Summer is here, and so is the first Democratic debate of the 2020 election season.
Stop me if you’ve heard this before, but the Democrats have fielded a historically large group of candidates this election cycle. To accommodate them all—or at least the top 20—in a semi-reasonable fashion, the Democratic National Committee and its broadcast partner NBC are holding this week’s Miami debate over back-to-back nights, each featuring a different lineup of 10 candidates. The first debate starts at 9 pm ET on Wednesday, June 26, and then America runs it back with the second slate, again at 9 pm ET, on Thursday, June 27. Each night’s debate is scheduled to last two hours.
Expect a lot of bite-sized answers about the most pressing issues facing the country during that time! According to NBC, candidates will have 60 seconds to respond to questions, and 30 seconds for followups; everyone also gets a closing remark. Moderating on both nights will be NBC’s Lester Holt, Savannah Guthrie, Chuck Todd, Rachel Maddow, and José Díaz-Balart.
Who’s Debating Whom When?
Twenty candidates met the DNC’s qualifying criteria for the first debate, a combination of polling and grassroots fund-raising metrics. Each night’s lineup was decided earlier this month through a random drawing. Both events will take place at the Adrienne Arsht Center for the Performing Arts in downtown Miami.
Wednesday night’s debate will feature:
- Cory Booker, senator from New Jersey
- Julián Castro, former secretary of Housing and Urban Development
- Bill de Blasio, mayor of New York City
- John Delaney, former representative from Maryland
- Tulsi Gabbard, representative from Hawaii
- Jay Inslee, governor of Washington
- Amy Klobuchar, senator from Minnesota
- Beto O’Rourke, former representative from Texas
- Tim Ryan, representative from Ohio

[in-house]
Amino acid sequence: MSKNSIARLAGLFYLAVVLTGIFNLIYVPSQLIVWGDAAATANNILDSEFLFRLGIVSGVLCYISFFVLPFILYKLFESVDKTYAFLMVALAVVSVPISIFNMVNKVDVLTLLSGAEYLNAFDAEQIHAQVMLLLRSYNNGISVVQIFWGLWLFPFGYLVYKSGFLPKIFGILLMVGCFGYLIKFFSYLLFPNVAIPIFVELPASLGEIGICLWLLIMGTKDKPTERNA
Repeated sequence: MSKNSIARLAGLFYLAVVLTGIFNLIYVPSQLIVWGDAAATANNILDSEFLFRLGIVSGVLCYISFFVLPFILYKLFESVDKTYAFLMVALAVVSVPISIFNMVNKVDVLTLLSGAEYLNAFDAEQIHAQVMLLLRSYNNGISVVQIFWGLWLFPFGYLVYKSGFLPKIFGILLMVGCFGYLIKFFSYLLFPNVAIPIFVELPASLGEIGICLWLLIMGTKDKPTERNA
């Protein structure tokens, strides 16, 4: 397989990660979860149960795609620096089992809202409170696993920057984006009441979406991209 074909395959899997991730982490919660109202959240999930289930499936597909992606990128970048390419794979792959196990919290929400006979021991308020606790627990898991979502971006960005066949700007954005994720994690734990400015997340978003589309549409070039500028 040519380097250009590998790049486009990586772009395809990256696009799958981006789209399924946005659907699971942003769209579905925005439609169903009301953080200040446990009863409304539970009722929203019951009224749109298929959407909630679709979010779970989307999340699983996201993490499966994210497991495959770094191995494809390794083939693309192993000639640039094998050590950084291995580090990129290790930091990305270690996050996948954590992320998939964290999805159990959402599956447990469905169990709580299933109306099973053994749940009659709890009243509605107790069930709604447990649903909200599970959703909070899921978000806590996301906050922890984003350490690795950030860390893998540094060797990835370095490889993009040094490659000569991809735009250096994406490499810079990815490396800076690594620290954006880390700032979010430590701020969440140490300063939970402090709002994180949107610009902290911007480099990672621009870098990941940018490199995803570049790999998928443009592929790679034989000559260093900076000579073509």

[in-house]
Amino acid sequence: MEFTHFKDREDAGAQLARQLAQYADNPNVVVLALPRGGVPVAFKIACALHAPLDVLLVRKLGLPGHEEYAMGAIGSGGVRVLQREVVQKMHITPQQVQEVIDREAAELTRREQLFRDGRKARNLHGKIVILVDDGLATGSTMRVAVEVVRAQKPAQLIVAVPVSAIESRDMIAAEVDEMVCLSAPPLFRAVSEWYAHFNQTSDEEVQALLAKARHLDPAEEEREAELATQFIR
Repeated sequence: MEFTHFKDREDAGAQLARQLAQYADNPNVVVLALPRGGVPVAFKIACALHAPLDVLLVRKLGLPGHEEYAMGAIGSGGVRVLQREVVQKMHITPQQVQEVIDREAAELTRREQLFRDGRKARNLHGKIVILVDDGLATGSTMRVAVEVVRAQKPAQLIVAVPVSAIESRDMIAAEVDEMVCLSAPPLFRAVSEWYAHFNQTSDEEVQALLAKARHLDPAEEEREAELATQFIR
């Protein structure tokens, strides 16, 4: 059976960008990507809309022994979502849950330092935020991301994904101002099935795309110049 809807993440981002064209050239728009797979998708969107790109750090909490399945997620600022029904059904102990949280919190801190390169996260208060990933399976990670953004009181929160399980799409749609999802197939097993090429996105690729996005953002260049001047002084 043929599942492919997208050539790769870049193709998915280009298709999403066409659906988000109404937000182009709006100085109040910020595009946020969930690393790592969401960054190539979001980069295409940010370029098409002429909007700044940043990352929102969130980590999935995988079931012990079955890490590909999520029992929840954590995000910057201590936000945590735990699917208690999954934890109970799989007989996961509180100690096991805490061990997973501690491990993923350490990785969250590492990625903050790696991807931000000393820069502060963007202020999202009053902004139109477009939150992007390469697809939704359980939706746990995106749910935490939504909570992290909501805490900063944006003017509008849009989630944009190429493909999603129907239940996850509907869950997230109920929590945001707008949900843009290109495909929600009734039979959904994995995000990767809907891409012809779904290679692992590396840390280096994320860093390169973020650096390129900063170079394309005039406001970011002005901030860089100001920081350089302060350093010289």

- Elizabeth Warren, senator from Massachusetts
Thursday night’s debate will feature:
- Michael Bennet, senator from Colorado
- Joe Biden, former vice-president
- Pete Buttigieg, mayor of South Bend, Indiana
- Kirsten Gillibrand, senator from New York
- Kamala Harris, senator from California
- John Hickenlooper, former governor of Colorado
- Bernie Sanders, senator from Vermont
- Eric Swalwell, representative from California
- Marianne Williamson, activist
- Andrew Yang, tech entrepreneur
That’s a lot of names!
How Can I Watch?
Unlike the presidential debates, which are simulcast across all the major networks, primary debates—for either party—are hosted by a rotating cast of news organizations. NBC is airing the first Democratic debate this year, and there are plenty of ways to tune in to the live broadcast.
For traditional TV viewers, the first debate will be broadcast live on NBC, MSNBC, and Telemundo. For political commentary masochists, MSNBC will kick off a pregame at 7 pm ET each night; everyone else starts at 9 pm ET with the debate itself. Telemundo’s broadcast will feature real-time Spanish translation.
NBC will also stream the debate online across its many digital platforms, including NBCNews.com, MSNBC.com, the NBC News app (iOS, Android), and also via its apps on Roku, Apple TV, and Amazon Fire TV. Telemundo’s broadcast will be available on NoticiasTelemundo.com and its digital platforms, as well. NBC confirmed to WIRED that you don’t need to log in or authenticate with a paid TV service; all the streams are available for free. But if you already subscribe to an internet TV service like Sling or YouTube TV, the debate should be available there, too.
Finally, inevitably, there are the social media platforms. NBC News will stream the debate on Facebook and YouTube, as will Telemundo. On Twitter, NBC and Telemundo will stream the debates from @NBCNews and @TelemundoNews; if you follow either account, a link to the broadcast should show up at the top of your timeline on the mobile app during the debate. Or you can search Twitter for the official hashtag, #DemDebate.
Of course, NBC is providing tons of debate coverage before, during, and after the debates, as is every other news organization in the US. WIRED will be watching for the issues we care most about, like climate change, tech regulation, and cybersecurity; you can check out all our election coverage here.
Have other plans? Don’t worry. You’ll have plenty more opportunities to watch the Democrats duke it out onstage. The DNC is planning to hold 12—yes, 12—debates total between now and April 2020; the second round is scheduled for July. The 2020 election season has only just begun.